The people in these pictures are criminals and innocent bystanders, violent offenders and naive waifs. They demand attention and shrink from it. They are cocky and despairing, aggressive and ashamed. As Doyle puts it, they seem to "fully occupy the picture space, to powerfully declare itself in the medium, to ‘overwrite’ the frame."

Their stories overwrite the frame, leaking beyond it back into the streets of Sydney. 

Monday, July 14, 2014

Meatless Monday: For the love of a toasted sandwich

Vegetarian toasted sandwich options // Lilybett and Boy

I love me a toasted sandwich for two reasons:
  1. I am a bread and cheese fan - together, apart, whatever, I love those guys; 
  2. Dear Boy eats them - my fussy little thing will munch through a whole sandwich with cheese and veggies with no complaints or stalling or wandering off. Magic.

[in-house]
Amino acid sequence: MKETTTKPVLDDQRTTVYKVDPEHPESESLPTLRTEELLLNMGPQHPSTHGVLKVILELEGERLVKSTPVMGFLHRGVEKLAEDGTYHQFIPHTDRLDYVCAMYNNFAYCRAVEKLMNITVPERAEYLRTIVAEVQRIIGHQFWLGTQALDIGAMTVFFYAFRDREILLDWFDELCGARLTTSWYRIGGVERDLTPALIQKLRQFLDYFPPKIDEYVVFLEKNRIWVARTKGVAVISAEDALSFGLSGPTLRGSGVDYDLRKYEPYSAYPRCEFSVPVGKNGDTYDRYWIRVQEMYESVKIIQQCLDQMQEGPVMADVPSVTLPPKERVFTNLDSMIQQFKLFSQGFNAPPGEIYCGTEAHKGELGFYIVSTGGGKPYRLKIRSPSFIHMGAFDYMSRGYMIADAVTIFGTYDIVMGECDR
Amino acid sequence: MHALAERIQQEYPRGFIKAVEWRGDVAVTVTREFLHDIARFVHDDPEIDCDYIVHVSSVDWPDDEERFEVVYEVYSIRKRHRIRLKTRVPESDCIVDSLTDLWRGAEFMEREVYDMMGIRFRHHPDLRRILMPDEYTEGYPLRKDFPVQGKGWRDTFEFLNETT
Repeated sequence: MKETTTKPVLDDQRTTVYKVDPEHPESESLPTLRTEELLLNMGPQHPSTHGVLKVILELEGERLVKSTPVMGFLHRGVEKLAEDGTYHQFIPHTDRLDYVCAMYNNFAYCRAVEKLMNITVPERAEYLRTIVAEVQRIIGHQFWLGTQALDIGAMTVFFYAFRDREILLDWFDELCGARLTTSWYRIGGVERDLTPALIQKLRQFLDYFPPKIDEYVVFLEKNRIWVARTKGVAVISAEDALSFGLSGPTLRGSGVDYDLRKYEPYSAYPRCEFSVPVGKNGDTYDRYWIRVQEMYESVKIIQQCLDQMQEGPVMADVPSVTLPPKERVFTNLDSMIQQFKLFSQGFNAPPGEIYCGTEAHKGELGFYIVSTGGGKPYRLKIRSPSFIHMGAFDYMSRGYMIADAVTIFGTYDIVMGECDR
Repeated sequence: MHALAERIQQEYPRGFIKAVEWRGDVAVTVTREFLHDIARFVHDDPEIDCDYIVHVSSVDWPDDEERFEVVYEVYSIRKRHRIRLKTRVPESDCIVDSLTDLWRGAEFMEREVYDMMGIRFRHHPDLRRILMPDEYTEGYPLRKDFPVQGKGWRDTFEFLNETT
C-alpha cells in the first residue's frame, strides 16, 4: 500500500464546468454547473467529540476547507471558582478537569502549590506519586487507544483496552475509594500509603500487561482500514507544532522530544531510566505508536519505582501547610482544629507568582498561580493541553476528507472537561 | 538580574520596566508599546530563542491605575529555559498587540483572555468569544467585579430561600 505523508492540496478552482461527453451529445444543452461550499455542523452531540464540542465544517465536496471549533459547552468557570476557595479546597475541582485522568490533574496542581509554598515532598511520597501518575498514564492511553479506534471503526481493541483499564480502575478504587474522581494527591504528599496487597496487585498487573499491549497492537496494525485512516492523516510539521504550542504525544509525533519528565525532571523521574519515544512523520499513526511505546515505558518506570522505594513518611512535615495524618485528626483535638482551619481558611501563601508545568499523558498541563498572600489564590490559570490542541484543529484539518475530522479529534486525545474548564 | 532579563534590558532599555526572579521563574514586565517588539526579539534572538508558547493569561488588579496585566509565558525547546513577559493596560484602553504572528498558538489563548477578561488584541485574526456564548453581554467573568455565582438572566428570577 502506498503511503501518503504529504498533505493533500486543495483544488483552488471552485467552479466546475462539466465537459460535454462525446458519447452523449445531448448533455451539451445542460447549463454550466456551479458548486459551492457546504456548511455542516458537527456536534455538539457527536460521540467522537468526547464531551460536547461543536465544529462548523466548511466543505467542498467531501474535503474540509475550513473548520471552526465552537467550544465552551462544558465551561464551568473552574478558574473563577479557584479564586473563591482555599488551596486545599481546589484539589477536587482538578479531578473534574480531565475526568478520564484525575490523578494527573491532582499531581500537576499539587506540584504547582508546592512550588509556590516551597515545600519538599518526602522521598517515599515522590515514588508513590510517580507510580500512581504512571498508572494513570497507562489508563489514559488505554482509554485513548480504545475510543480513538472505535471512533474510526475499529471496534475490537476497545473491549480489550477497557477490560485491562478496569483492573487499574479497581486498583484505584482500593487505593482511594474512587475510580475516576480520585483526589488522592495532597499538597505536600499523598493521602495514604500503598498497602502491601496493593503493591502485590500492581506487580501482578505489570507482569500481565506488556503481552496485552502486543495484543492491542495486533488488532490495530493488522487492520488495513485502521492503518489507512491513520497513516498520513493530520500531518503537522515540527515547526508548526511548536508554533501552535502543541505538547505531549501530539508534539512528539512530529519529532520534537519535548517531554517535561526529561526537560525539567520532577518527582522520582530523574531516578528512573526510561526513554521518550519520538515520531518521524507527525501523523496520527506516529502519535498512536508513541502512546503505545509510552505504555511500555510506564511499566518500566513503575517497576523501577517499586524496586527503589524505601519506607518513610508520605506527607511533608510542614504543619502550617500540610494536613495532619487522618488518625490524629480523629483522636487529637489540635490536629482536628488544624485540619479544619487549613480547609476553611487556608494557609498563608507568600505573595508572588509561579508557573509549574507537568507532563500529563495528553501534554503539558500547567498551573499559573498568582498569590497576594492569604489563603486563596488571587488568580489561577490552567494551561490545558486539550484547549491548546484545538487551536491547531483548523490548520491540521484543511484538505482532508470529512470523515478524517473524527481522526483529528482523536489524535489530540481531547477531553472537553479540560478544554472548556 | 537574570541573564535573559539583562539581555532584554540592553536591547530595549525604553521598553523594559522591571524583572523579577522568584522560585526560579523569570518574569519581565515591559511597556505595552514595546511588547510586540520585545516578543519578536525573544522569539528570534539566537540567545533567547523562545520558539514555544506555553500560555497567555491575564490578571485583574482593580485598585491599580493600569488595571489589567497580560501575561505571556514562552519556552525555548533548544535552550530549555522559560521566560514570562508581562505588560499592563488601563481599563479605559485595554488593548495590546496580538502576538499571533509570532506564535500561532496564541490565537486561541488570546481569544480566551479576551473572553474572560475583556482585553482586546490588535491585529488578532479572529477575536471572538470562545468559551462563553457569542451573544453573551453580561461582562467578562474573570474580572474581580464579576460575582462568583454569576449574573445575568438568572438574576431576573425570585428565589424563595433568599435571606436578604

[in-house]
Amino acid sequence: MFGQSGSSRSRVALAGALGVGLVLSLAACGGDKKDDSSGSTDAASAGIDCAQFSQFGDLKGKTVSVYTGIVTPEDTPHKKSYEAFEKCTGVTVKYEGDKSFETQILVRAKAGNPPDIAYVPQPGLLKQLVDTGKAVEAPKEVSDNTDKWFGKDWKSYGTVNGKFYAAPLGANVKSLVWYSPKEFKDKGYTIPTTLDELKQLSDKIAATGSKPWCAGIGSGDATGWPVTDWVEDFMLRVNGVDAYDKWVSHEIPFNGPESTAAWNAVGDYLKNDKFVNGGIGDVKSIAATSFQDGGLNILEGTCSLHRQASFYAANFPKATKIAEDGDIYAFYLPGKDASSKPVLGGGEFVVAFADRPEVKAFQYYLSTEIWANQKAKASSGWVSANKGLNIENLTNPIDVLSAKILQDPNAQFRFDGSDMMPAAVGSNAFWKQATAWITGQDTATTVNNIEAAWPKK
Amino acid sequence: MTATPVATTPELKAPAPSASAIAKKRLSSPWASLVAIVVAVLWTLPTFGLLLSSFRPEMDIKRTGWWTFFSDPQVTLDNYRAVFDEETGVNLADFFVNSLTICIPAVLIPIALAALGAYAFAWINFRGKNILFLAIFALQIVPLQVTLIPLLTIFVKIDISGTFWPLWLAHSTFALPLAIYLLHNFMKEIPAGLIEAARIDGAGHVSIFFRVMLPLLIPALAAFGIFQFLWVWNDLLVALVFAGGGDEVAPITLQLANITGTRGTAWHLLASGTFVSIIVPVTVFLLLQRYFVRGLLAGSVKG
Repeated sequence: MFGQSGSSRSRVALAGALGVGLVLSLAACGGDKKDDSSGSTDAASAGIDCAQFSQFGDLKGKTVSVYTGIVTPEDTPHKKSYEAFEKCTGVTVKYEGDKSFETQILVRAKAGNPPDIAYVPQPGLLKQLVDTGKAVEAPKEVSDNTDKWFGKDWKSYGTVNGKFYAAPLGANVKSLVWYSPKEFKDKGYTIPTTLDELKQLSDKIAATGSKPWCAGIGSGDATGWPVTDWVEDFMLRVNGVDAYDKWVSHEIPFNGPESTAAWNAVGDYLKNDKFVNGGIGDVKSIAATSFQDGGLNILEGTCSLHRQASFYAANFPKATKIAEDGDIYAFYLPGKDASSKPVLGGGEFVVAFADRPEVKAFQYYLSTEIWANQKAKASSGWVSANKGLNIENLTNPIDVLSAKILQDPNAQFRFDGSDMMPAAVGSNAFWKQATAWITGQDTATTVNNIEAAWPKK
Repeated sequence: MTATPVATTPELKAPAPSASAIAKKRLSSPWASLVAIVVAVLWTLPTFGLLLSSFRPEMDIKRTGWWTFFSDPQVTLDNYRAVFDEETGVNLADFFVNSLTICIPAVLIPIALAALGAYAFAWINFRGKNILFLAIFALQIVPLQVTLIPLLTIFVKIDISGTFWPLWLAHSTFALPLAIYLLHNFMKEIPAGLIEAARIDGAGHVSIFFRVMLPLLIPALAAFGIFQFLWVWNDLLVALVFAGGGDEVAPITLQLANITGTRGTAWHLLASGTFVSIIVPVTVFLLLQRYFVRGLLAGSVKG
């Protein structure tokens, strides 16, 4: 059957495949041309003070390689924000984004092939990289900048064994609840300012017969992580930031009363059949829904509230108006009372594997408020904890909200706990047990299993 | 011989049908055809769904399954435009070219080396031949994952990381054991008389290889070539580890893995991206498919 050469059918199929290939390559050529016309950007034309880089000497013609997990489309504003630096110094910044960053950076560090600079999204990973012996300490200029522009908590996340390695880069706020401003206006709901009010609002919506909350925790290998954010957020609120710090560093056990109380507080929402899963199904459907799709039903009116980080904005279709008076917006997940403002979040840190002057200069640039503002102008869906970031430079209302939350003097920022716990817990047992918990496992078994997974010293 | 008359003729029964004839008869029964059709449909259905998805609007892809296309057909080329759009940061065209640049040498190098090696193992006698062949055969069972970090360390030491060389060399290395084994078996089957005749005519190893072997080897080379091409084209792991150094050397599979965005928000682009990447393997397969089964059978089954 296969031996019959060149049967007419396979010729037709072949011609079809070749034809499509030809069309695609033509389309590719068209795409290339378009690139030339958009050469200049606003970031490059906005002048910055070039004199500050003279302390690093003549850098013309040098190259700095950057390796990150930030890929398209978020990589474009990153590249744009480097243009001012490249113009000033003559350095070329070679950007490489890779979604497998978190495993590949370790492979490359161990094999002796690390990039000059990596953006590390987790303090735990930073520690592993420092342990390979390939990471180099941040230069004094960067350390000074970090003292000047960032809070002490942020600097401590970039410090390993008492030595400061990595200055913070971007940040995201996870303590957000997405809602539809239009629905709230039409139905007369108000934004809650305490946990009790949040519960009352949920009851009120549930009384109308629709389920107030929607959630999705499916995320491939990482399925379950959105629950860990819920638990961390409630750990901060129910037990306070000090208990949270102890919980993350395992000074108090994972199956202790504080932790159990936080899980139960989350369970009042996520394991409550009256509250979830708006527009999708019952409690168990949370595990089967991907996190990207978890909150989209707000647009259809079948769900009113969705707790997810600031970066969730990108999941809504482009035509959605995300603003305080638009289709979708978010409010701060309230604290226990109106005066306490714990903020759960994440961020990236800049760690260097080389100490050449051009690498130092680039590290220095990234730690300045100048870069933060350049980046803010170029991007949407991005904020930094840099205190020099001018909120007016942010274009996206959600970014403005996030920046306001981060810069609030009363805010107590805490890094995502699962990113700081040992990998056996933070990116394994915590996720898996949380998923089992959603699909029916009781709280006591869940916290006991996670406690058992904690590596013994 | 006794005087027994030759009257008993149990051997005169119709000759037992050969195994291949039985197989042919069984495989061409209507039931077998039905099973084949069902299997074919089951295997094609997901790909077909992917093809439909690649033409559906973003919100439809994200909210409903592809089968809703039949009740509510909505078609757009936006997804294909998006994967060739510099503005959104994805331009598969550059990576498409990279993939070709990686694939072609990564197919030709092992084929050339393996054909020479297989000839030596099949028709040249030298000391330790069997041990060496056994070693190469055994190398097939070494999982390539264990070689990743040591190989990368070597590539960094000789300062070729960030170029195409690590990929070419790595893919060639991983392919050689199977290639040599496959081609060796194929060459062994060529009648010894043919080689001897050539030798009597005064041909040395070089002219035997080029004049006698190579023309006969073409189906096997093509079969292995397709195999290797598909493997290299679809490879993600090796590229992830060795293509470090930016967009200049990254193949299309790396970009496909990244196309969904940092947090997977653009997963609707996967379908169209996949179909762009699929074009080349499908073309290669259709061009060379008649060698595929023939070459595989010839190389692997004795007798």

Toasted sandwiches used to be our weekend fare when I was younger. My mama had this standard sandwich based around grated cheese and carrot and pepper, with whatever extra veg were at hand. And man, that cheese/carrot/pepper combo has stuck with me. It's one of those transporting flavours, slamming me right back into 9 or 11 or 13 years old.

My new standard for my boy is a grated cheese and carrot combination with finely shredded baby spinach. Two veggies, one incredibly green, and I feel he's getting an okay meal. I've branched out from the standard though and love, love, love playing around with different flavour combos for myself.

My recent combinations:
  • Cheese and pickles (either mustard pickles or finely sliced cornichon/gherkin)
  • Cheese and sliced pear
  • Cheese and leftover roast veg and pesto
  • Cheese and whatever antipasto-type goodies we have in jars in the fridge
  • Cheese and smashed kidney beans, avocado and salsa (I'm currently using Aldi's green salsa - yum)